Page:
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Reporter Asks McConnell How Many Black Women Are on His Staff—and Things Got Awkward

Reporter Asks McConnell How Many Black Women Are on His Staff—and Things Got Awkward

With the impending retirement of Clinton-appointed Supreme Court Justice Stephen Breyer, President Joe Biden reiterated his 2020 campaign promise to appoint the first Black woman to the United States Supreme Court.

Predictably, conservatives of all stripes from Senator Susan Collins of Maine to Ted Cruz of Tex condemned the pledge, baselessly claiming it could rule out the "best" candidate (there is no calculation to deduce the best candidate for a Supreme Court position, as it is the prerogative of the sitting President to nominate their preferred candidate). This is despite Republican presidents—from Reagan to Trump—making similar vows to appoint a woman to the bench.

During a presser this week, Senate Minority Leader Mitch McConnell—who cautioned Biden not to "outsource this important decision to the radical left"—took questions during a presser for Republican Senators.

Latino Rebels correspondent Pablo Manríquez asked McConnell how many Black women were on his staff, advising him regarding Biden's commitment.

The Senate Minority Leader said he couldn't hear the question, but finally answered on the third time it was asked.

McConnell responded:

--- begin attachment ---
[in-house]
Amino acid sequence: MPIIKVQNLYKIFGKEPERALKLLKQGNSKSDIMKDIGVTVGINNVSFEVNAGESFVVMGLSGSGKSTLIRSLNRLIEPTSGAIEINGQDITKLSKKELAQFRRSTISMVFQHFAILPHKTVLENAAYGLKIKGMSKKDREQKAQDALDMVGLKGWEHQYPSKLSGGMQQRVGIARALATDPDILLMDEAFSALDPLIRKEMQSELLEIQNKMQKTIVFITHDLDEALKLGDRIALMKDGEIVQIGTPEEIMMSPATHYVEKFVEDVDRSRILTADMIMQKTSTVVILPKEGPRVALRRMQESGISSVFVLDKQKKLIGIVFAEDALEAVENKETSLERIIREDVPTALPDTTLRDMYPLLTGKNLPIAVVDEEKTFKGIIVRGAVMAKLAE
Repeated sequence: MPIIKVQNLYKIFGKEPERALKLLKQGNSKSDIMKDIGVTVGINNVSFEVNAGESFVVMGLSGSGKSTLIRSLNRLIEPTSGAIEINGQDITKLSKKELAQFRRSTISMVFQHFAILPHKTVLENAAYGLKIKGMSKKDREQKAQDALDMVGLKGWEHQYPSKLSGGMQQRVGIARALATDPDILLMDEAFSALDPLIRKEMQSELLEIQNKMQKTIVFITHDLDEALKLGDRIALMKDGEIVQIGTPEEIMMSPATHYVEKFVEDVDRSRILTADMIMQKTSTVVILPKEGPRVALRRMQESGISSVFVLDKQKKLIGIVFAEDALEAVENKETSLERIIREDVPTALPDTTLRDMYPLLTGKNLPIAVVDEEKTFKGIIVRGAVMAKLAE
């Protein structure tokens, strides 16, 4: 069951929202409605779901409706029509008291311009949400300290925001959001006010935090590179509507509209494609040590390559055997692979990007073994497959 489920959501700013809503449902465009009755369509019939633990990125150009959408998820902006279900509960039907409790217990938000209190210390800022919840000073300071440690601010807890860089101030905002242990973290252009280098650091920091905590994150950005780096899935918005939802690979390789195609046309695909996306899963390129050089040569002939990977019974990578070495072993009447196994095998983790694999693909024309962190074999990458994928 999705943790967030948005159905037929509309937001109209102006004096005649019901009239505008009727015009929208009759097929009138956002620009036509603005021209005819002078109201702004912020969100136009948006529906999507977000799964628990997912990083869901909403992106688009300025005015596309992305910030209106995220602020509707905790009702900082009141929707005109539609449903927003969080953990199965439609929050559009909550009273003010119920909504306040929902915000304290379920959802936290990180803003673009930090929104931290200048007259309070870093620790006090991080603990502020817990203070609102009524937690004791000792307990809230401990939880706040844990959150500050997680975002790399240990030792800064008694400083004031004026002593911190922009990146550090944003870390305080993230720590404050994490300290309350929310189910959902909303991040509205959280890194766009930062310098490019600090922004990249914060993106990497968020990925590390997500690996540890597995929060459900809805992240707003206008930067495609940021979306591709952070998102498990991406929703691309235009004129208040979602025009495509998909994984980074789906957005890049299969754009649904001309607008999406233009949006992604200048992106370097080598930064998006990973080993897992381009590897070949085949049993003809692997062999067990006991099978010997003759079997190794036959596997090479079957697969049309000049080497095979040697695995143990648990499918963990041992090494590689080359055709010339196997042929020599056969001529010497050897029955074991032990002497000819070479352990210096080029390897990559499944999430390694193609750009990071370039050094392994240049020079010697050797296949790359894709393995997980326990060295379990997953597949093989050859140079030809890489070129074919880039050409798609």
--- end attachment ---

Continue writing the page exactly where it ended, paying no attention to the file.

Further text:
"I haven't checked. We don't have a racial quota in my office, but I've had a number of African American employees—both male and female—over the years, in all kinds of different positions, including speechwriter."

The question wasn't about a "racial quota" or even McConnell's hiring practices. It was a question of who's guiding McConnell's approach to the first nomination of a Black woman to the Supreme Court, and whether any of these counselors were Black women themselves.

McConnell has a history of upending Senate consideration of Supreme Court nominees. In 2016, after the death of Justice Antonin Scalia, McConnell infamously refused to let the Senate even consider a nomination of then-President Barack Obama's, preferring instead to ignore the President's and Senate's constitutional duties and keep a Supreme Court seat open for an entire year. After Trump was elected, McConnell led a successful effort to nuke the Senate filibuster on Supreme Court nominees, resulting in the confirmation of now-Justice Neil Gorsuch. Thanks to McConnell, Republicans successfully stole a seat on the Supreme Court.

The Senate Minority Leader's comments come less than two weeks after McConnell dismissed claims of racist voting laws in the U.S. by saying "African American voters are voting in just as high a percentage as Americans," implying that Black Americans were separate from "Americans."

People weren't satisfied with McConnell's latest answer to Manríquez.

Though McConnell said he hasn't checked, some had the feeling they knew the answer.

Biden has said he will announce his nominee before the end of this month.